Short story: Emily Daggett, Age Eleven

By Colleen Cowley

 

 

 

 

 

 

 

Set fifteen years before the events of The Opposite of Magic

 

 

The evil warlock’s spells crackled through the air and hit all three heroes, leaving them helplessly immobilized.

Emily sighed as Tara scratched her nose. “Immobilized means still,” she whispered.

“Sorry,” Tara whispered back, getting in one last scratch.

The warlock threw up his arms and cackled. “You’ll never get the crystal now!”

Emily sighed again. More of a groan this time, actually. “Locket. The crystal is the one we destroyed yesterday.”

“Oh,” muttered Robbie, aka the warlock, though you needed a lot of imagination to see Robbie as a warlock. Or any sort of villain. He delivered the line again, this time mentioning the right magical object, but it lost something in the second take.

At least the barn made a passable evil lair. It was three-quarters dark, sunlight filtering through the slats in such an unenthusiastic way that the bales of straw looked ominous.

Emily pulled in a deep breath. Her turn. “We will prevail, Malevolo! Only those of pure heart may use the locket. Your wicked reign over this land is nearly at an end, and we shall cast you out! Never again will you foul the light with your darkness!”

George—standing impressively still on his bale of straw, one foot in the air—let out a snort. Not the reception a hero hoped to get for her grand speech.

What,” Emily said.

“‘Foul the light with your darkness’? Really?”

She’d liked that part best when she’d dreamt it up during breakfast. “I suppose you want to write the script?”

“I think I’d do a better job of it,” George said. “For instance, if Malevolo here has frozen us, how can you talk back to him?”

Oh. She hadn’t thought of that.

“Also—Malevolo?” George shook his head. “What crazy parents would give a baby a name like that?”

“Maybe evildoing is the family business,” Tara said. Tara was always willing to go along with the fantasy, but only because she was always willing to go along with any game.

“No, that can’t be right,” Robbie said, frowning, “because he’s Em’s character’s brother, which means they have the same parents, and Em’s character’s name is Benevola.”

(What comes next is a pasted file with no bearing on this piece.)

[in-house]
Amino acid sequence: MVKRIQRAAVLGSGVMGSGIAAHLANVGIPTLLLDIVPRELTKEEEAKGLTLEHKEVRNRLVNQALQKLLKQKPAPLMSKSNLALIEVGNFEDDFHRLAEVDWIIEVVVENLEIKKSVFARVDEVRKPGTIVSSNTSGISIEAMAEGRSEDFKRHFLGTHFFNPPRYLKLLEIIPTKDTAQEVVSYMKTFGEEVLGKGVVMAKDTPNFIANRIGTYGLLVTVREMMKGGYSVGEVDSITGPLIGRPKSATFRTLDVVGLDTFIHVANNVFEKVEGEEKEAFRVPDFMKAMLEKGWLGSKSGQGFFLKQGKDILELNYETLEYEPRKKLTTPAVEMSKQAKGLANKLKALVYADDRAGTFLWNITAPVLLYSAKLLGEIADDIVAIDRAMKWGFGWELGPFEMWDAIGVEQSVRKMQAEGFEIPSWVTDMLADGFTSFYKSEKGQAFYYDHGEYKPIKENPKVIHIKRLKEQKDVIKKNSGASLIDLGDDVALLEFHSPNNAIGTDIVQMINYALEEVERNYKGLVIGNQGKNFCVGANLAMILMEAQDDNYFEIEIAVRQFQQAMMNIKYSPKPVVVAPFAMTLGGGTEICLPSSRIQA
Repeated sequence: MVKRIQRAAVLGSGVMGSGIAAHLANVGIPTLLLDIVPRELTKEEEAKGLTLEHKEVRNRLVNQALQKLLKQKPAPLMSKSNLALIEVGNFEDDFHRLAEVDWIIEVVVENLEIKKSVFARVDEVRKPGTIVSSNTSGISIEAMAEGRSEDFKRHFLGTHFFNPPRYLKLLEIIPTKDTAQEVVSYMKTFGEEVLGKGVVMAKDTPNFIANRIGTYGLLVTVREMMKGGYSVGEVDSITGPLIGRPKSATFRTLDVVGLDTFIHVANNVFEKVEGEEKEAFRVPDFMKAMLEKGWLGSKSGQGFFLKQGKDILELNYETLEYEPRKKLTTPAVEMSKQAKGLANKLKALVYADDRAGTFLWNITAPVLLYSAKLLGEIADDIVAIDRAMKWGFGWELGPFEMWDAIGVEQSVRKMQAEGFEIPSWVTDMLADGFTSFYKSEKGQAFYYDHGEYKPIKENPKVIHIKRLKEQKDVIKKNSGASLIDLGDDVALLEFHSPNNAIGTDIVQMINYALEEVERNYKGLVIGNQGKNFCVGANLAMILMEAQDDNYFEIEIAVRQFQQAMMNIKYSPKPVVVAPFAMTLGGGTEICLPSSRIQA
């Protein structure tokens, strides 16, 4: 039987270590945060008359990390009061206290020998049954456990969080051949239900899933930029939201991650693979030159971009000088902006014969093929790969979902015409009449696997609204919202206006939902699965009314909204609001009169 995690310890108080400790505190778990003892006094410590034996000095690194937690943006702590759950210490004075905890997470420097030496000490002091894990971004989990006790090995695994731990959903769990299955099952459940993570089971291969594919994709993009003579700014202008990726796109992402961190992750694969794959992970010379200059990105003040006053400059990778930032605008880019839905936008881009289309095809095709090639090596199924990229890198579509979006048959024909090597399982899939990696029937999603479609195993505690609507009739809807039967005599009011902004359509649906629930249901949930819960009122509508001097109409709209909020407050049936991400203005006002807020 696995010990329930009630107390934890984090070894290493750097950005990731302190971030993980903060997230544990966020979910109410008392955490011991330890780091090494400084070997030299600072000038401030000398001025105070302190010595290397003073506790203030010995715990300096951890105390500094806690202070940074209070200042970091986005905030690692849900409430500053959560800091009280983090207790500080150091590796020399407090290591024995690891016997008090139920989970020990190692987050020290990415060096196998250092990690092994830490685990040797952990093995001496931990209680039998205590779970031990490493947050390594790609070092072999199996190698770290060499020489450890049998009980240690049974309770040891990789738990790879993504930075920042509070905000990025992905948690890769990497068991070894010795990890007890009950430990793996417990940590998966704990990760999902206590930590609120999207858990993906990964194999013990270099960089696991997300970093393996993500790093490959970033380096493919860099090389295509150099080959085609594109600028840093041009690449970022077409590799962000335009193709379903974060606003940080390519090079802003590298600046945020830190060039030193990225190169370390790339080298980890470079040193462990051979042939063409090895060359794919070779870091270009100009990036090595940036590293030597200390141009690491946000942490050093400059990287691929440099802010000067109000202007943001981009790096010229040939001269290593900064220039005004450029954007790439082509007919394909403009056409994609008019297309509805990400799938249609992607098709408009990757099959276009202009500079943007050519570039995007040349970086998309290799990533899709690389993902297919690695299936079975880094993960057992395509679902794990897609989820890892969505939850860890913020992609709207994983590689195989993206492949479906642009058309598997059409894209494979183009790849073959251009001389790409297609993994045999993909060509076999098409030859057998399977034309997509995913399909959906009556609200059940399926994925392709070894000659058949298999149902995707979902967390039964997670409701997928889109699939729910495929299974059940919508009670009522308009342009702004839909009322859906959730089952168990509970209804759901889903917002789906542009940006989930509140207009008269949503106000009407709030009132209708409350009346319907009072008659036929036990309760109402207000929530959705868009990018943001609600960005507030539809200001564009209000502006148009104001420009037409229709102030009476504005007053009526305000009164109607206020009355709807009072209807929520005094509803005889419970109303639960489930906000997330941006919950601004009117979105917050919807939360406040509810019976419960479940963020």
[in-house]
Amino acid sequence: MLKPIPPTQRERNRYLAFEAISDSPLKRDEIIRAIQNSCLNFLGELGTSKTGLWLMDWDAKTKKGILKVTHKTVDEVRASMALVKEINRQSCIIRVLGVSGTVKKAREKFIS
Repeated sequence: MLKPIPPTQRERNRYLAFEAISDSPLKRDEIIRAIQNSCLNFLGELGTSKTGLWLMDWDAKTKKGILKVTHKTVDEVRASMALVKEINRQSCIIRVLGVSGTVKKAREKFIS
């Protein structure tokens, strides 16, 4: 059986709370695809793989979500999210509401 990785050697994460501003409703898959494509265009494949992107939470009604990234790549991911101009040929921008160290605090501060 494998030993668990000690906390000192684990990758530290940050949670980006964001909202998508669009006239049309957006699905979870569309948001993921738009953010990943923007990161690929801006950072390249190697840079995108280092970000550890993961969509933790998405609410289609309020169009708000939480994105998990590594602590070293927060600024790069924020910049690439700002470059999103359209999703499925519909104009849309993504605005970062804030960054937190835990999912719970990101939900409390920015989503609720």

Oh, now Robbie could remember the plot.

“Malevolo isn’t his given name,” Emily said, thinking quickly. “It’s his . . . his warlock name. It’s supposed to sound scary.”

“I think it sounds silly,” George said, in his annoying I’m four months older than you voice.

George would be in big trouble if he ever got transported to a magical realm and was forced to find his way home.

Never again,” Emily said, deciding to just plow forward, “will you foul the light with your darkness!”

Robbie gave another cackle on cue—his cackles, at least, were good—and said, “You cannot stop me or my darkness! It is spreading to the farthest reaches of Midgarn! It is . . .” He stopped, scuffing his sneaker in the barn’s dirt floor. “Em, I don’t wanna be the bad guy anymore. I’ve been the bad guy all three times. Can I trade?”

“Count me out,” George said. “Malevolo. Feh.”

“We could make it Malevola,” Robbie said. “You could be the villain, Em.”

“No!” Emily fell back a step in horror, ruining her otherwise-perfect frozen position. (Well, not counting all the talking.) “I can’t be the villain!”

George grinned at her. “Why not? Because you’re a girl?”

She almost insisted that girls certainly could be villains if they wanted to, thank you very much, but the argument struck her as less than helpful under the circumstances.

“No.” She looked down her nose at him, difficult to do now that he stood half an inch taller. “Because I want to be on the side of truth and justice and goodness. I want to stop the villains and”—she hesitated, because George would laugh, but then she said it anyway—“and save the world.”

George laughed.

“It’s just a game,” Tara said, shrugging.

Oh, how Emily wished—really, really, really wished—it wasn’t just a game.

George stretched his arms and legs. “How ’bout hide and seek? Not it!”

Emily’s “hey!” burst out at exactly the same instant as Tara and Robbie shouted “not it.”

She stood there, open-mouthed, temporarily frozen by outrage. Every bit as effective as an evil spell.

“Rules are rules.” George jumped down from his bale. “You, Benevola, are it.”

“But you can pretend you’re the hero and we’re the bad guys,” Robbie said.

So she did.

 

The end